hydrophobic cleft
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2021 ◽  
Vol 37 (1) ◽  
pp. 287-298
Liliane O. Ortlieb ◽  
Ícaro P. Caruso ◽  
Nathane C. Mebus-Antunes ◽  
Andrea T. Da Poian ◽  
Elaine da C. Petronilho ◽  

2021 ◽  
Vol 22 (23) ◽  
pp. 12631
Xiaoling He ◽  
Yao Nie ◽  
Heng Zhou ◽  
Rui Hu ◽  
Ying Li ◽  

TGIF1 is a transcriptional repressor playing crucial roles in human development and function and is associated with holoprosencephaly and various cancers. TGIF1-directed transcriptional repression of specific genes depends on the recruitment of corepressor SIN3A. However, to date, the exact region of TGIF1 binding to SIN3A was not clear, and the structural basis for the binding was unknown. Here, we demonstrate that TGIF1 utilizes a C-terminal domain (termed as SIN3A-interacting domain, SID) to bind with SIN3A PAH2. The TGIF1 SID adopts a disordered structure at the apo state but forms an amphipathic helix binding into the hydrophobic cleft of SIN3A PAH2 through the nonpolar side at the holo state. Residues F379, L382 and V383 of TGIF1 buried in the hydrophobic core of the complex are critical for the binding. Moreover, homodimerization of TGIF1 through the SID and key residues of F379, L382 and V383 was evidenced, which suggests a dual role of TGIF1 SID and a correlation between dimerization and SIN3A-PAH2 binding. This study provides a structural insight into the binding of TGIF1 with SIN3A, improves the knowledge of the structure–function relationship of TGIF1 and its homologs and will help in recognizing an undiscovered SIN3A-PAH2 binder and developing a peptide inhibitor for cancer treatment.

2021 ◽  
Vol 22 (22) ◽  
pp. 12493
Niloufar Mosaddeghzadeh ◽  
Neda S. Kazemein Jasemi ◽  
Jisca Majolée ◽  
Si-Cai Zhang ◽  
Peter L. Hordijk ◽  

Three decades of research have documented the spatiotemporal dynamics of RHO family GTPase membrane extraction regulated by guanine nucleotide dissociation inhibitors (GDIs), but the interplay of the kinetic mechanism and structural specificity of these interactions is as yet unresolved. To address this, we reconstituted the GDI-controlled spatial segregation of geranylgeranylated RHO protein RAC1 in vitro. Various biochemical and biophysical measurements provided unprecedented mechanistic details for GDI function with respect to RHO protein dynamics. We determined that membrane extraction of RHO GTPases by GDI occurs via a 3-step mechanism: (1) GDI non-specifically associates with the switch regions of the RHO GTPases; (2) an electrostatic switch determines the interaction specificity between the C-terminal polybasic region of RHO GTPases and two distinct negatively-charged clusters of GDI1; (3) a non-specific displacement of geranylgeranyl moiety from the membrane sequesters it into a hydrophobic cleft, effectively shielding it from the aqueous milieu. This study substantially extends the model for the mechanism of GDI-regulated RHO GTPase extraction from the membrane, and could have implications for clinical studies and drug development.

2021 ◽  
Christopher Warren ◽  
Nikola P Pavletich

DNA double-strand breaks (DSBs) can lead to mutations, chromosomal rearrangements, genome instability, and ultimately cancer. Central to the sensing of DSBs are ATM (Ataxia telangiectasia mutated) kinase, which belongs to the phosphatidylinositol 3-kinase-related protein kinase (PIKK) family, and the MRN (Mre11-Rad50-Nbs1) protein complex that activates ATM. How the MRN complex recruits and activates ATM kinase is poorly understood. Previous studies indicate that the FxF/Y motif of Nbs1 directly binds to ATM kinase, and is required to retain active ATM at sites of DNA damage. Here, we report the 2.5 Å resolution cryo-EM structures of human ATM and its complex with the Nbs1 FxF/Y motif. In keeping with previous structures of ATM and its yeast homolog Tel1, the dimeric human ATM kinase adopts a symmetric, butterfly-shaped autoinhibited structure. The conformation of the ATM kinase domain is most similar to the inactive states of other PIKKs, suggesting that activation may involve an analogous realigning the N and C lobes along with relieving the blockage of the substrate-binding site. We show that the Nbs1 FxF/Y motif binds to a conserved hydrophobic cleft within the Spiral domain of ATM, suggesting an allosteric mechanism of activation. We evaluate the importance of these interactions with mutagenesis and biochemical assays.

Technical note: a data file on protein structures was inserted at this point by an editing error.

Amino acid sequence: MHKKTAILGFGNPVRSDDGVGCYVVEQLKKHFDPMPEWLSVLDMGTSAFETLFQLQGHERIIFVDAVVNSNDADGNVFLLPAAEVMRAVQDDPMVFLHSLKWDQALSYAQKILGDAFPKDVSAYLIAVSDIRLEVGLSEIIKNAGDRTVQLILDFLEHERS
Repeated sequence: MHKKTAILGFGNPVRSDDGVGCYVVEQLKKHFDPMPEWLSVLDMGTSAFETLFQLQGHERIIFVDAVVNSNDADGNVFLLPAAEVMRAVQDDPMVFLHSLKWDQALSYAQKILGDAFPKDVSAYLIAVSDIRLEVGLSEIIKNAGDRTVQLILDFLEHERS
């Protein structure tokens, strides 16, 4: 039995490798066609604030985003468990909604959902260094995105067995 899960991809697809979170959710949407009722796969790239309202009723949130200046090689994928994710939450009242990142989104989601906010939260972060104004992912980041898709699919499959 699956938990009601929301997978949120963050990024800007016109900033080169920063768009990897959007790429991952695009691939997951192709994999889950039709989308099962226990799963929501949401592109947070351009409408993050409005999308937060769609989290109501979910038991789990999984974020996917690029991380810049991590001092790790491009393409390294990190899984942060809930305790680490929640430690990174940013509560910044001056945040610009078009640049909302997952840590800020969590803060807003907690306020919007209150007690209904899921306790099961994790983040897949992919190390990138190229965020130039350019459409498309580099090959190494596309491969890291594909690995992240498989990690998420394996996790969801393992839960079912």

2021 ◽  
Adam James Middleton ◽  
Joan Teyra ◽  
Jingyi Zhu ◽  
Sachdev S Sidhu ◽  
Catherine L Day

Transfer of ubiquitin to substrate proteins regulates most processes in eukaryotic cells. E2 enzymes are a central component of the ubiquitin machinery, and generally determine the type of ubiquitin signal generated and thus the ultimate fate of substrate proteins. The E2, Ube2k, specifically builds degradative ubiquitin chains on diverse substrates. Here we have identified protein-based reagents, called ubiquitin variants (UbVs), that bind tightly and specifically to Ube2k. Crystal structures reveal that the UbVs bind to the E2 enzyme at a hydrophobic cleft that is distinct from the active site and previously identified ubiquitin binding sites. We demonstrate that the UbVs are potent inhibitors of Ube2k and block both ubiquitin charging of the E2 enzyme, and E3-catalysed ubiquitin transfer. The binding site of the UbVs suggests they directly clash with the ubiquitin activating enzyme, while potentially disrupting interactions with E3 ligases via allosteric effects. Our data reveal the first protein-based inhibitors of Ube2k and unveil a hydrophobic groove that could be an effective target for inhibiting Ube2k and other E2 enzymes.

2021 ◽  
Vol 3 (3) ◽  
Julieta Coro-Bermello ◽  
Ernesto R. López-Rodríguez ◽  
Javier E. Alfonso-Ramos ◽  
Dayana Alonso ◽  
Gerardo M. Ojeda-Carralero ◽